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Messages - kinguq

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Trip Reports / Re: 4 Days in the Algonquin Back-Country with my Son
« on: February 04, 2019, 07:28:03 PM »
I can't see them either.


There is practically nothing but crown land outside the city limits. The real issue is finding a place to park safely. One option is to take the "Budd Car" train, pick a spot and have them drop you off. That way you can park at the station in Sudbury. You can flag it down to be picked up. However don't expect it to be on time.


Ontario & Quebec / Re: off to a great start
« on: January 17, 2019, 08:50:24 AM »
Yes lots of snow here in North Bay. Was some slush on the lakes when I was out last week however.


Sleds and Toboggans / Re: Hmmm
« on: January 17, 2019, 08:48:52 AM »
I don't really understand how it steers. Unlike the SnowDog it doesn't have a handlebar, just the remote steering joystick. I thought it must have twin tracks but the website says not. So, how does it turn?

My guess is that the range/endurance will be rather low. Tracked vehicles require more power than wheeled vehicles in general and the power density of batteries is still much lower than a tank of fuel. Might be suitable for work around a farm or for a set distance but not for anything where long range is required.


Group Trip Planning / Re: Deep Freeze 2019
« on: January 11, 2019, 09:31:07 AM »
Looking forward to seeing you and the gang there, Joe.


Back Country Skiing Discussion / Re: ski base ice damage
« on: January 06, 2019, 01:21:10 PM »
Maybe just shave off the fuzz and forget about it. My experience leads me to believe that minor scratches don't matter much, and may actually make the ski hold wax better.


Tents and Shelters / Re: reflectivity of tent materials
« on: December 30, 2018, 10:05:02 AM »
Gurrrr.   Wonder where manufacturers of grow boxes or ice houses get their reflective material.  Research to continue.

As a grower myself (legal in Canada), I use Reflectix material. However it is too bulky to use in a portable shelter. If you look online you will find a variety of reflective materials, some of which are even fire resistant.


Tents and Shelters / Re: reflectivity of tent materials
« on: December 29, 2018, 08:36:32 PM »
That is indeed the issue. White materials do reflect visible radiation which includes the wavelengths plants use, but not necessarily infrared which is most of what comes out of a fire. So, no, it won't work nearly as well as an IR reflective material.


Winter Camping Clothing / Re: In praise of synthetic clothing
« on: December 14, 2018, 08:43:05 AM »
I like a mixture of both. Love my wool underwear and wool pants. But I prefer a fleece sweater.

I've never understood why anyone would want a cotton anorak unless they were working around an open fire. Uncoated nylon works just as well and is a fraction of the weight and bulk. Dries much faster too.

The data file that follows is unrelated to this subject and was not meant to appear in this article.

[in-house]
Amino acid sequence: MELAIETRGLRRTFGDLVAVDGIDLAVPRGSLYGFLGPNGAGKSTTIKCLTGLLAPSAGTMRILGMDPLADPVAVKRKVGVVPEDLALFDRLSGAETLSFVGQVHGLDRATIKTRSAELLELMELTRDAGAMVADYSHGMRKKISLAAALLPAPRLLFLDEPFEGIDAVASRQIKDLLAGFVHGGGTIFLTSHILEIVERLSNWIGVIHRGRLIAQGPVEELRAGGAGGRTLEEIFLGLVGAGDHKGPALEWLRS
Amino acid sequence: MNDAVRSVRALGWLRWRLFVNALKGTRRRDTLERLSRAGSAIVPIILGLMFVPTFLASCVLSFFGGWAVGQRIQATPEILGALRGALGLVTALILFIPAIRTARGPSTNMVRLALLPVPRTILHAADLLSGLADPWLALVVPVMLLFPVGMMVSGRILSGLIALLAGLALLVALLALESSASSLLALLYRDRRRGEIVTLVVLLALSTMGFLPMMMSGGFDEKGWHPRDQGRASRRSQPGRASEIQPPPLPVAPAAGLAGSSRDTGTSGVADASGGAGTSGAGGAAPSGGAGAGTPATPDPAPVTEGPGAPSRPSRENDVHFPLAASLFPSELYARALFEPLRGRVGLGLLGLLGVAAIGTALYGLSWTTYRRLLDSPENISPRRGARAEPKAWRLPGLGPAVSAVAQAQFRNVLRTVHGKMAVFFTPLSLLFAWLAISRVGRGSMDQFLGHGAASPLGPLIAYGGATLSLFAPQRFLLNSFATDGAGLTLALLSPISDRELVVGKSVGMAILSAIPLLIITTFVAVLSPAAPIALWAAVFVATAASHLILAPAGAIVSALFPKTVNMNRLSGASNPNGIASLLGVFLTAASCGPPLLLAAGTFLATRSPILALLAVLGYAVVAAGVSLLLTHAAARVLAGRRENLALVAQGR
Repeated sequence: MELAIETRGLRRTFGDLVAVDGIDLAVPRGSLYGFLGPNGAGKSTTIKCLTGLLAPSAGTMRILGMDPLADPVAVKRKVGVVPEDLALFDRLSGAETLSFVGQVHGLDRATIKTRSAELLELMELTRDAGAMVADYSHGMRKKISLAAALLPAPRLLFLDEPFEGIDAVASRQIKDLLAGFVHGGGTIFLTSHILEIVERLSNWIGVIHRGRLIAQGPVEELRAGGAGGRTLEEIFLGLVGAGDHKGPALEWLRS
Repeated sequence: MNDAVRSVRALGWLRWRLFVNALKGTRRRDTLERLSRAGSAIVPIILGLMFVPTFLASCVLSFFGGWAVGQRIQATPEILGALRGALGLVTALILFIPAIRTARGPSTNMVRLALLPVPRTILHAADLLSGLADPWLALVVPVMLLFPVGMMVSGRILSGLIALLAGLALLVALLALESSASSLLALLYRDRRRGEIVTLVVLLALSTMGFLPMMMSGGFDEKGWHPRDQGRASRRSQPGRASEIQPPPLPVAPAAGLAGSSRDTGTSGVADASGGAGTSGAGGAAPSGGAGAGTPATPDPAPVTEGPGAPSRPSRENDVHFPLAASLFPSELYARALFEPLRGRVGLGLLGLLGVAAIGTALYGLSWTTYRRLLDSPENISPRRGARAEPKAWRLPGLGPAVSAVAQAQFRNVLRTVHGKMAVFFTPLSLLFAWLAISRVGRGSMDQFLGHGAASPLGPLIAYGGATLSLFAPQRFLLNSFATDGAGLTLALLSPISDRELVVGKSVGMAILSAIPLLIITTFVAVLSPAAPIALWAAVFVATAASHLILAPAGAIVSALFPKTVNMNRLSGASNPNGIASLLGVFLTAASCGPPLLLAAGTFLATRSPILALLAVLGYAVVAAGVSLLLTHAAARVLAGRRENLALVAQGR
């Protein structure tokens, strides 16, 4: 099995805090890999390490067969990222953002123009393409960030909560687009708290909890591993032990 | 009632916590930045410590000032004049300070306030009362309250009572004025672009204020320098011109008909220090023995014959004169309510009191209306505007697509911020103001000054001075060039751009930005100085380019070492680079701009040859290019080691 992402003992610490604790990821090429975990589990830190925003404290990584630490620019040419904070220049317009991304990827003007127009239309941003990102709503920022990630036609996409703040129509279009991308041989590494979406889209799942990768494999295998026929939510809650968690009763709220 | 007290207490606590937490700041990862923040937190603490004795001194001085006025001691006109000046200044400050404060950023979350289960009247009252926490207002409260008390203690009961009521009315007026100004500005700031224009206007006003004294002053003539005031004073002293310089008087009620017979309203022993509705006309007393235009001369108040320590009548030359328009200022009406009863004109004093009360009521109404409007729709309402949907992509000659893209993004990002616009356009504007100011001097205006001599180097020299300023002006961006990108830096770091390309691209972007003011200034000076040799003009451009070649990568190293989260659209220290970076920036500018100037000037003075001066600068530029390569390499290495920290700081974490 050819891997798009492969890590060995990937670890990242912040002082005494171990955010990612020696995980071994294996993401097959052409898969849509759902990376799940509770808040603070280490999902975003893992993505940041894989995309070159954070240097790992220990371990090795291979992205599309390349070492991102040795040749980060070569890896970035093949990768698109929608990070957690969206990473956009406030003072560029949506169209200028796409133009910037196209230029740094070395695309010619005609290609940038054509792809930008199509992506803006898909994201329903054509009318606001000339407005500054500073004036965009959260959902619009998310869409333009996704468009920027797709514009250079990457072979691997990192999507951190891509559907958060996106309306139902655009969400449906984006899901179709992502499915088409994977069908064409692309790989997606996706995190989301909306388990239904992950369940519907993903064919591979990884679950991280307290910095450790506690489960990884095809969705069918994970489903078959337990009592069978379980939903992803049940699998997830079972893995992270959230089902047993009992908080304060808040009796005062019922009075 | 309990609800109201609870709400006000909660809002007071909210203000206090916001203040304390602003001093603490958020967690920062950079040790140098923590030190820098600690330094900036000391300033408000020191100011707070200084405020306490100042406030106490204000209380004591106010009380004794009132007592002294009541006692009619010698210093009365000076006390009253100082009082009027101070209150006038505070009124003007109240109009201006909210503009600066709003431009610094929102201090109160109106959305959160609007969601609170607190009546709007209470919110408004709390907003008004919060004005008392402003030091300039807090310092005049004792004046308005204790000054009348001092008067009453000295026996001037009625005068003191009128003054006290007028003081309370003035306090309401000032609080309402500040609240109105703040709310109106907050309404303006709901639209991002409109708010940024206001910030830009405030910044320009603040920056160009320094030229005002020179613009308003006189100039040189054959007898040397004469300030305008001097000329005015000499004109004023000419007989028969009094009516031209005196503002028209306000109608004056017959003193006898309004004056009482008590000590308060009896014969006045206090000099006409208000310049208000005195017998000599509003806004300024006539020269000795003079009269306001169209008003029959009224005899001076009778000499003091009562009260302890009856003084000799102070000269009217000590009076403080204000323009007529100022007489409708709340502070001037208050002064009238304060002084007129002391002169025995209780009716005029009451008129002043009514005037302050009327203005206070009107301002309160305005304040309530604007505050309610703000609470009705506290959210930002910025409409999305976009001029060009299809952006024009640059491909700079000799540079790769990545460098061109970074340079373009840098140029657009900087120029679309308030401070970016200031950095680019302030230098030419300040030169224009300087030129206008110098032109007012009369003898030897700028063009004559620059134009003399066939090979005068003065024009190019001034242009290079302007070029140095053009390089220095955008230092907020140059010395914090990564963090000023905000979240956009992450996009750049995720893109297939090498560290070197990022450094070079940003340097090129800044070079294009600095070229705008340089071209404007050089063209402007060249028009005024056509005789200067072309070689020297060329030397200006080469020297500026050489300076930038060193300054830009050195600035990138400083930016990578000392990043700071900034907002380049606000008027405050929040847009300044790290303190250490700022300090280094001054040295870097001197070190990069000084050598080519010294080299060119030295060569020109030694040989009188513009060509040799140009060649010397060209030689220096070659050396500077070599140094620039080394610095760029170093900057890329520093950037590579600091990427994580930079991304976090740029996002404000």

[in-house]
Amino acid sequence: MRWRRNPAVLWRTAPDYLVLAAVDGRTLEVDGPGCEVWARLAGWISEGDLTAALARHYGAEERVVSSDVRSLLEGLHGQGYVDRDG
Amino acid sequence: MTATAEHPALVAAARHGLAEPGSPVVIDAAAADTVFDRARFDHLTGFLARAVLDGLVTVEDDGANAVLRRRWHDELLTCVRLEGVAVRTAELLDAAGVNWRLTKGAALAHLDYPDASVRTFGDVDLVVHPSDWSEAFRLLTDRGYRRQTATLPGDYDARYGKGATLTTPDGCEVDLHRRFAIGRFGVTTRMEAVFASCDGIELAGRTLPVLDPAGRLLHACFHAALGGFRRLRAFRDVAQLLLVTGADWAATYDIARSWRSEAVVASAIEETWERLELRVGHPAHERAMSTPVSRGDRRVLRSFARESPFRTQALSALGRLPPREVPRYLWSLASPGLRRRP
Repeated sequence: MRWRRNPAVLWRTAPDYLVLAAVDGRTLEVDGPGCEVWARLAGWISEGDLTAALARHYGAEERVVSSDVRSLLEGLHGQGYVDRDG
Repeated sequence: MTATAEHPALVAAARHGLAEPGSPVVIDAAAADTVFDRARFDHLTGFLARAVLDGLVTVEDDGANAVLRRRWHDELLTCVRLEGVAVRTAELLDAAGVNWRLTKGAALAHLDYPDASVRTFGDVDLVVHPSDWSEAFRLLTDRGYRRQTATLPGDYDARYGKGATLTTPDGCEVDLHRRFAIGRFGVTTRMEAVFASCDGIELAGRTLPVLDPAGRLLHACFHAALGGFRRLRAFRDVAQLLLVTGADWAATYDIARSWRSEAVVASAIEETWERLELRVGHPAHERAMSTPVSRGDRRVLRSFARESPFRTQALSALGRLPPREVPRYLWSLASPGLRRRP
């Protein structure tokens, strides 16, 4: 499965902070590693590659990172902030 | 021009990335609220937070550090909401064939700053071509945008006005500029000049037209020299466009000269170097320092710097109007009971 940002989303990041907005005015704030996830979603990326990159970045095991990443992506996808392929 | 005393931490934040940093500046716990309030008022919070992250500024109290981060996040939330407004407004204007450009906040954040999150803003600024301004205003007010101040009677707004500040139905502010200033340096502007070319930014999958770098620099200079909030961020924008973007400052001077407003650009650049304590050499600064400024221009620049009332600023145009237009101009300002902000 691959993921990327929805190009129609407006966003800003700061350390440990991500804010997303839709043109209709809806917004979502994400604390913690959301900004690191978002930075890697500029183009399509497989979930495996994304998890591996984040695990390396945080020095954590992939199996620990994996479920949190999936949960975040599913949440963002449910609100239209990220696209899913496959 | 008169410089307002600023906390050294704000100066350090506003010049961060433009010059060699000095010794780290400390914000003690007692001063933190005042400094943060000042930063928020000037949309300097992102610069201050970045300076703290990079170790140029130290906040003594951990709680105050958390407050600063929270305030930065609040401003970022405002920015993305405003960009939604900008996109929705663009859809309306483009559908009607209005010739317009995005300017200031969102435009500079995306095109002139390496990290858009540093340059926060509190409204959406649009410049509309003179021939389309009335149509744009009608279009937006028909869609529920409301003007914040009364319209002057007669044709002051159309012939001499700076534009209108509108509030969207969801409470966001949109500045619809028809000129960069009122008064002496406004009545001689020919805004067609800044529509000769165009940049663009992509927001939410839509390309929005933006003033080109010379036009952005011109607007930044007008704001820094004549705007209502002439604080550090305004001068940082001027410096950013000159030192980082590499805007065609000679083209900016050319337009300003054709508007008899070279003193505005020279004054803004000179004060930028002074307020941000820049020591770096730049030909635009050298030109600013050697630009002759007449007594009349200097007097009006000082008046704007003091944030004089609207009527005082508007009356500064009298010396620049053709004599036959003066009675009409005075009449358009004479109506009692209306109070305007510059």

Just try to keep an open mind, try new things and use what works best for you.


Nice. Have you had issues with yours pulling to one side like my buddy in Yellowknife?

You should change your name to By-Tor!


Certainly I use "non-operational" provincial parks, of which there are many in Ontario, winter and summer. I just treat them as crown land. I also have entered and exited operational parks which are closed for the winter, such as Halfway Lake, during the winter by ski and snowshoe. I am not sure what the actual rules are, if any, and probably won't bother to find out, as I am doing no harm.  :)


The problem with the Thermarest Neo's is that they seem to lose all their insulating value when you move. I surmise that this is because the air inside gets thoroughly stirred up when you roll over, which destroys the temperature gradient in the pad. I really notice this when using the pad at temps below freezing. I find I have to put at least a closed cell pad on top of the Neo for winter use. Not under, on top.

I love them for 3 season use, but I just don't quite trust them for winter use when the consequences of an irreparable failure are more severe. Therefore I have gone over to using 2 self-inflating thermarests (one long one short) strapped together in the winter. Pretty comfy, warmer and there's some redundancy in case one fails.


Tents and Shelters / Re: Do You Want To Stay Warmer In Your Hot Tent?
« on: September 07, 2018, 09:26:23 AM »
One option I tried last year was using Reflectix material as a floor. It is bulky but I made it into a sort of tank for my pulk so it serves that purpose as well as being a floor. It is also slips around on top of snow but I solved that by cutting some holes and pegging it down. Seemed to work fine but of course there is the annoyance of getting loose snow on top of the material, which then can melt. I therefore only use it in areas where I don't walk, which is actually most of the tent.

Don't really like the aesthetics of a silver floor, but it saved me some time and effort cutting boughs, and that is important especially for a solo traveller.


Classifieds / Re: Eureka 4-Person Alpine Meadows
« on: April 28, 2018, 10:32:41 AM »
KU--Your photos are no longer showing on the site.

That is because of the PhotoBucket shakedown. Fortunately there is a solution, you can install an app on your browser to see photobucket photos on sites like this. See

Works for me.


Classifieds / Re: Eureka 4-Person Alpine Meadows
« on: April 28, 2018, 08:44:05 AM »
I converted an Alpine Meadows 4-person by cutting out the floor, putting a cord across the middle to hold the centre hoop in place, and putting smoke holes in the tent and fly. I use it for solo camping with a Chimpac stove.

Some photos here

It is a good size for one person and tight for two.

Great tent, but I don't really need another one!


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